by Karen Davis, PhD., president of United Poultry Concerns
A woman employed on a chicken “breeder” farm in Maryland wrote a letter once to the local newspaper berating the defenders of chickens for trying to make her lose her job, threatening her ability to support herself and her daughter.
For her, “breeder” hens were “mean” birds who “peck your arm when you are trying to collect the eggs.” In her defense of her life and her daughter’s life, she failed to see the comparison between her motherly protection of her child and the exploited hen’s effort to protect her own offspring – for the hen a losing battle.
“Them” versus “us”
Animal farming erects an unbridgeable boundary between humans and “animals,” especially farmed animals. The “them” versus “us” pervades industrial farming, which is rooted in traditional farming. The poultry industry takes pains to ensure that producers convey, as Egg Industry editor Simon Shane once put it, “the message that hens are distinct from companion species to defuse the misperceptions.”
It isn’t that agribusiness elevates “companion species” particularly, but that dogs and cats are the basis of the $30 billion pet food industry that serves as a dumping ground for millions of newborn male chicks (“hatchery debris”) and slaughterhouse “refuse.”
The idea that humans are a vastly superior order of being, distinct from the rest of creation, pervades society despite Charles Darwin’s demonstration of the evolutionary continuity of living creatures.
Even among “progressives,” interference with the presumption of human superiority and exceptionalism can ruffle feathers. Hostility among human groups is an integral part of human history, but just as bickering individuals and nations come together against a common enemy, so most people are united in defense of human supremacy over, and radical separation from, all other forms of life.
This prejudice can be seen in the resentment of some core feminists toward any suggestion that their suffering and other experiences are comparable to those of nonhuman females. They believe that cross-species comparisons crimp their identity as unique. They do not want to share the “privilege” of oppression.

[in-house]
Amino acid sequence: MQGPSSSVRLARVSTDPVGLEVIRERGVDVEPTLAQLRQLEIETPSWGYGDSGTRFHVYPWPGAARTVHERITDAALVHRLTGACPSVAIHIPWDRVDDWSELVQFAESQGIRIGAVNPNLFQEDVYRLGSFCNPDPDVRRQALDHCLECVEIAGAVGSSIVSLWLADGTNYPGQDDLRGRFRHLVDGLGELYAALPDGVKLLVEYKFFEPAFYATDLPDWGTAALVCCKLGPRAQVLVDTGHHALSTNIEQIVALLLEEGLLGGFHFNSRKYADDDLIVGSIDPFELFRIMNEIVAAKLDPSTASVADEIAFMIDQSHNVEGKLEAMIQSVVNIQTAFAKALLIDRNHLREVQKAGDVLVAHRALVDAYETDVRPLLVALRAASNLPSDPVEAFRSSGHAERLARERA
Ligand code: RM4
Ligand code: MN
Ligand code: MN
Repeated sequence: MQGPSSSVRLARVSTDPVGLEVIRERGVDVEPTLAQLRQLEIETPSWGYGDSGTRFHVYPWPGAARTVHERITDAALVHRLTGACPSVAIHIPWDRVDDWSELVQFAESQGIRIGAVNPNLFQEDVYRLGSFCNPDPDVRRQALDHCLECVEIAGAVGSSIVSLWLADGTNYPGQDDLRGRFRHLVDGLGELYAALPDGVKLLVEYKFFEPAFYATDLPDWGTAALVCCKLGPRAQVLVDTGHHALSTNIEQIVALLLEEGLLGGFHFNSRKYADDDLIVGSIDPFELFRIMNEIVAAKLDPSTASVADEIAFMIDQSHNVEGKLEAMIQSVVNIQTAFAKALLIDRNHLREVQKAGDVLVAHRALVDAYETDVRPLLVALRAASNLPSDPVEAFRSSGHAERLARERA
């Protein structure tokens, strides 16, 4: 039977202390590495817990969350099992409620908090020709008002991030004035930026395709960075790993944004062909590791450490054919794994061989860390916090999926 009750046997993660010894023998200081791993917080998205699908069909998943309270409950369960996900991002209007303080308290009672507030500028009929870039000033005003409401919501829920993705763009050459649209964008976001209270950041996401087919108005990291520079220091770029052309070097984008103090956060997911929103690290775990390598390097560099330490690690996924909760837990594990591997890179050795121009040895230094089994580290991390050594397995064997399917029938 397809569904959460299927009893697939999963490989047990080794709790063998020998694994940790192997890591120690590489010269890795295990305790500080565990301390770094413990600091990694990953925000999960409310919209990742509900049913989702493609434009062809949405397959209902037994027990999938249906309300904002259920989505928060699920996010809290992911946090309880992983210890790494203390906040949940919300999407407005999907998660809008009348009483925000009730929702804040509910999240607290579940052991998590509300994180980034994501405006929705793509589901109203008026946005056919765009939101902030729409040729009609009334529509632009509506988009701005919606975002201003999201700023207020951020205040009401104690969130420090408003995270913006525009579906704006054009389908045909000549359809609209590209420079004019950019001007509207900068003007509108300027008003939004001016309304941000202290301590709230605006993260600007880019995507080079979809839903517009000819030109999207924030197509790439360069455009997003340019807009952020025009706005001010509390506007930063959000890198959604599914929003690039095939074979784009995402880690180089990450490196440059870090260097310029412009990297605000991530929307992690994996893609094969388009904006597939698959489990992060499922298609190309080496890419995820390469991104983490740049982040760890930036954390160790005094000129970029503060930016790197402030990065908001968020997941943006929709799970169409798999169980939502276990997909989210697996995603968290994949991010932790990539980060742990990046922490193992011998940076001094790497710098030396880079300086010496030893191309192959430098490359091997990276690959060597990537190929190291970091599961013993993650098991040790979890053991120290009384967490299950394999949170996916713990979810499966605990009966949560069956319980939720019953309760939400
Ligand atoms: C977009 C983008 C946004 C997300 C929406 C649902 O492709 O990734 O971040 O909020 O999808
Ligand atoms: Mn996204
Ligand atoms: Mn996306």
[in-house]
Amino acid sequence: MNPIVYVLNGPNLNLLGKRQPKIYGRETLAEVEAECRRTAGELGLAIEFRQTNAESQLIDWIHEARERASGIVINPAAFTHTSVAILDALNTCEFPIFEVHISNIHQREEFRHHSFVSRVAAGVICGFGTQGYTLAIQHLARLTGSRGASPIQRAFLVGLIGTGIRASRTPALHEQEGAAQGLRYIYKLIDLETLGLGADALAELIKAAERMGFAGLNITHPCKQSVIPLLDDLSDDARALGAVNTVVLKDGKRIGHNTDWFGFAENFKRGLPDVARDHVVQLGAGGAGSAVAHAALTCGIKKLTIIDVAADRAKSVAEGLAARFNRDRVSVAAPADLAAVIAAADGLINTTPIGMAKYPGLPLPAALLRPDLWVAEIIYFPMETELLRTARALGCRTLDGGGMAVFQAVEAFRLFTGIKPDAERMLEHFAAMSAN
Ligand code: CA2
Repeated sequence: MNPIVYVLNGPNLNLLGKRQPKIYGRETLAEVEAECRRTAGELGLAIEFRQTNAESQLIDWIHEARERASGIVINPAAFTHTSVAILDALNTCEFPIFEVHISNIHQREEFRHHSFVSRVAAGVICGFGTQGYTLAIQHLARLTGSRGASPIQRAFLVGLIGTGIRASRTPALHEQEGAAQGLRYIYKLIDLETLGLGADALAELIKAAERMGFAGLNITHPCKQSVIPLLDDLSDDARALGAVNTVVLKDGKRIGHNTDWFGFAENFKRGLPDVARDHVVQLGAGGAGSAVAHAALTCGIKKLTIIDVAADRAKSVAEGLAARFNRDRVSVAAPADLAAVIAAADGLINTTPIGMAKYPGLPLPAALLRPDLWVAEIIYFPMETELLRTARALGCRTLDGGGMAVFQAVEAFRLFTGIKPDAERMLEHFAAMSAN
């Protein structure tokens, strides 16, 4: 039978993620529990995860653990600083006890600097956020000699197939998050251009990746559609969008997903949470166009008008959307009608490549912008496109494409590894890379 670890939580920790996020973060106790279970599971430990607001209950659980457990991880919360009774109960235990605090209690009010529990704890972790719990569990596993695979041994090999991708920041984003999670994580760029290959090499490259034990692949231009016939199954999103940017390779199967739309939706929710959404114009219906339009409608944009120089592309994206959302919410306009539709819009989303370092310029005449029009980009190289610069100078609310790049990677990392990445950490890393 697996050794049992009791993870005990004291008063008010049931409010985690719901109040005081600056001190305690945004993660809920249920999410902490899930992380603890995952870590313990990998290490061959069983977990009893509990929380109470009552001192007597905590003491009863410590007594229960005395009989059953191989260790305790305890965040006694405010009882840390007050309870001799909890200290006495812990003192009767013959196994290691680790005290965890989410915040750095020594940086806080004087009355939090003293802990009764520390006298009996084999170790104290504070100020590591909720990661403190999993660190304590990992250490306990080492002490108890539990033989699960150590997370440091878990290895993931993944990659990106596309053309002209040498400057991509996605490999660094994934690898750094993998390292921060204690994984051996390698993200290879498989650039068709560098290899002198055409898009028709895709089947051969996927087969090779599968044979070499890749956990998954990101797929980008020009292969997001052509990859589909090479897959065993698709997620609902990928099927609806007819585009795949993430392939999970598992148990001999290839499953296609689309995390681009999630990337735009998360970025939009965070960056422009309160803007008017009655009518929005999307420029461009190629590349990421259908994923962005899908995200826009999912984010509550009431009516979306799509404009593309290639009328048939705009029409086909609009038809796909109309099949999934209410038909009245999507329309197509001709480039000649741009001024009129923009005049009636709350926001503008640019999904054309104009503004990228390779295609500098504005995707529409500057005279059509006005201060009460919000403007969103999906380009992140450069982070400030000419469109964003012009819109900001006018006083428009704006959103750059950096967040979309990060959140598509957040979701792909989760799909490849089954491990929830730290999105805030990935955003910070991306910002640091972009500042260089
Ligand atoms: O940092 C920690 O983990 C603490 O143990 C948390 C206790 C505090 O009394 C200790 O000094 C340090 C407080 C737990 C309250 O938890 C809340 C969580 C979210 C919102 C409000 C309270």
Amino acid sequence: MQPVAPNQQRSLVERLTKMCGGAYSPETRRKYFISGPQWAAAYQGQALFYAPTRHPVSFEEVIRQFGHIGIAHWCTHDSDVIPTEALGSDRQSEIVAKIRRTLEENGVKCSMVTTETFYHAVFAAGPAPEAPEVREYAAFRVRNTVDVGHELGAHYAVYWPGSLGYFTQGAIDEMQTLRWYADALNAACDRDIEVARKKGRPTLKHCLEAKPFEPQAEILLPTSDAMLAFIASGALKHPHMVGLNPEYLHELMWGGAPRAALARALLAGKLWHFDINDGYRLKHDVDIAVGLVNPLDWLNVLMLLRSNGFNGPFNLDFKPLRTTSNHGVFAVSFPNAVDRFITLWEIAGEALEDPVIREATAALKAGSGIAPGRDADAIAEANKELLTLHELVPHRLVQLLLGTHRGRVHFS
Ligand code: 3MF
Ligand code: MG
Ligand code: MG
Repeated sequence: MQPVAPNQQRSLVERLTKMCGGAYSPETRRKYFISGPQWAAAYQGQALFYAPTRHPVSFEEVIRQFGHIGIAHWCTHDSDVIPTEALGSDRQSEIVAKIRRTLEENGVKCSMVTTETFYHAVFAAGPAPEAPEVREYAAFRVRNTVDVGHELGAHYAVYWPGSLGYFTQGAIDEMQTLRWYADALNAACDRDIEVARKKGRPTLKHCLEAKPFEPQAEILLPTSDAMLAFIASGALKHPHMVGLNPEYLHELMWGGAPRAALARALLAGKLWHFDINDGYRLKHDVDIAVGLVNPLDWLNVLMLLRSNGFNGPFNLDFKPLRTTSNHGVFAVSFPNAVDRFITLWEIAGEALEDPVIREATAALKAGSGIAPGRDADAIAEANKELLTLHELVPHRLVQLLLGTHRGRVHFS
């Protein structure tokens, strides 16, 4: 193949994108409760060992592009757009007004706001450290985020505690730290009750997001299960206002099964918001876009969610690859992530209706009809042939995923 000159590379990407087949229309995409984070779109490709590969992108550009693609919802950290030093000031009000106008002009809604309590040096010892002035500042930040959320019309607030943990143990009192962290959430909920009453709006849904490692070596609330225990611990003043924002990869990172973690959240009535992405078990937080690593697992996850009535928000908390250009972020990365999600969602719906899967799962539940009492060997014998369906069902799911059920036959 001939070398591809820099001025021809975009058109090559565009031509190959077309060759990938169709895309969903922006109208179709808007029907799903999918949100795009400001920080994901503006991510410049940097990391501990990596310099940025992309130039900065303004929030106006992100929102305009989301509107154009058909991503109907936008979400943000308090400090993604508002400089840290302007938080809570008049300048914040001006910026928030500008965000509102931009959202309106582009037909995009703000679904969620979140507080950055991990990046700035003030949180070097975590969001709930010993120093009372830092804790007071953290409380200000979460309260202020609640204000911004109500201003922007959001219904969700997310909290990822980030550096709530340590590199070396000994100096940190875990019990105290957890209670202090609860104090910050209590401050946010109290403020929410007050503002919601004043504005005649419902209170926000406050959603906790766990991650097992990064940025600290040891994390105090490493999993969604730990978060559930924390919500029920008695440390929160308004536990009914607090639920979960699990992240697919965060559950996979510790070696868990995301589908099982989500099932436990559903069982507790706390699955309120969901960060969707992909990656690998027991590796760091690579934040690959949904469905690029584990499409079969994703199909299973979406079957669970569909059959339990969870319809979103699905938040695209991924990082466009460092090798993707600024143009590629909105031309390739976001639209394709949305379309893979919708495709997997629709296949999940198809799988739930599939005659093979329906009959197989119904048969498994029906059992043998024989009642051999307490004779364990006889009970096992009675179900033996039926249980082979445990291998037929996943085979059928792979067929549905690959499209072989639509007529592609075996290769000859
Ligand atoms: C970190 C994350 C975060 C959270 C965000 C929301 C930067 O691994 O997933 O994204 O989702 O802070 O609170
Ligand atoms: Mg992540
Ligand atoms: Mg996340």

Symbol of motherhood
An article I recently wrote titled “The hen is a symbol of motherhood for reasons we may have forgotten, so let us recall” was rejected by a progressive publication for implying similarities between human mothers and chicken mothers. The editors considered the comparison a slur against women.
Carol J. Adams, in “The feminist traffic in animals” in Neither Man Nor Beast, describes how far some feminists will go to deny other animals’ capacity for meaningful social relationships, and even their fear of death, to which Adams responds that these beliefs “are possible only as long as we do not inquire closely into the lives of animals as subjects.”
Powerful male predators
While some women may wince at comparison with their female counterparts – their sisters – in nature or captivity, men on the other hand relish linking themselves to wild animals, by which they mostly mean powerful male predators – jaguars, pumas, wolves and the like, whom they iconize as masculine.
What man chafes at being likened to a big cat?
(See Editor’s Note, below, by Merritt Clifton.)
Feminists who resent comparisons with nonhuman female animals whose behavior is similar in all relevant respects are not liberated in my view.
An environmentalist named J. Baird Callicott in 1980 dismissed all farmed animals categorically as having been bred to “docility, tractability, stupidity, and dependency. It is literally meaningless to suggest that they be liberated,” he wrote in “Animal Liberation: A Triangular Affair,” Environmental Ethics 2:311-338.
This sounds a lot like a stereotypical Victorian man’s view of women – and it is every bit as factitious. Yet even today, some feminists are battling a demeaning image of themselves as the equivalent of a mere “farm animal,” which is itself a demeaning and ignorant caricature.